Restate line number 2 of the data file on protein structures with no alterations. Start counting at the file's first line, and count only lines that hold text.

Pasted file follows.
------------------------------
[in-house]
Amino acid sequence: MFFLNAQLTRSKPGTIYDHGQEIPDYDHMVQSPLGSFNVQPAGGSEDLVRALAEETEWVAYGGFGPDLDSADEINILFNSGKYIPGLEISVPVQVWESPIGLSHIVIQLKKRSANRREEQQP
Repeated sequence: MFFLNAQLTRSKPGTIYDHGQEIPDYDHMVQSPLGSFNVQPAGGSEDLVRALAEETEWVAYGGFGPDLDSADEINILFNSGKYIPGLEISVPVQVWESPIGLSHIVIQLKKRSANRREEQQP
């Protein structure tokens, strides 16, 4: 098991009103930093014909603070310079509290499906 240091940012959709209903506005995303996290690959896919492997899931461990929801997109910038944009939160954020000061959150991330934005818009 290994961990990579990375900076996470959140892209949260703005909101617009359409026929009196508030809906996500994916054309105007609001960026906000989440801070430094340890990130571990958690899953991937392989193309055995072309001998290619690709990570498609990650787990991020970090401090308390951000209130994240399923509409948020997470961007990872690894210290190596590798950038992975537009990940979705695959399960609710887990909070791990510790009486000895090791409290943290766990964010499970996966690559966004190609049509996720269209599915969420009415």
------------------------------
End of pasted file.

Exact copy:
Amino acid sequence: MFFLNAQLTRSKPGTIYDHGQEIPDYDHMVQSPLGSFNVQPAGGSEDLVRALAEETEWVAYGGFGPDLDSADEINILFNSGKYIPGLEISVPVQVWESPIGLSHIVIQLKKRSANRREEQQP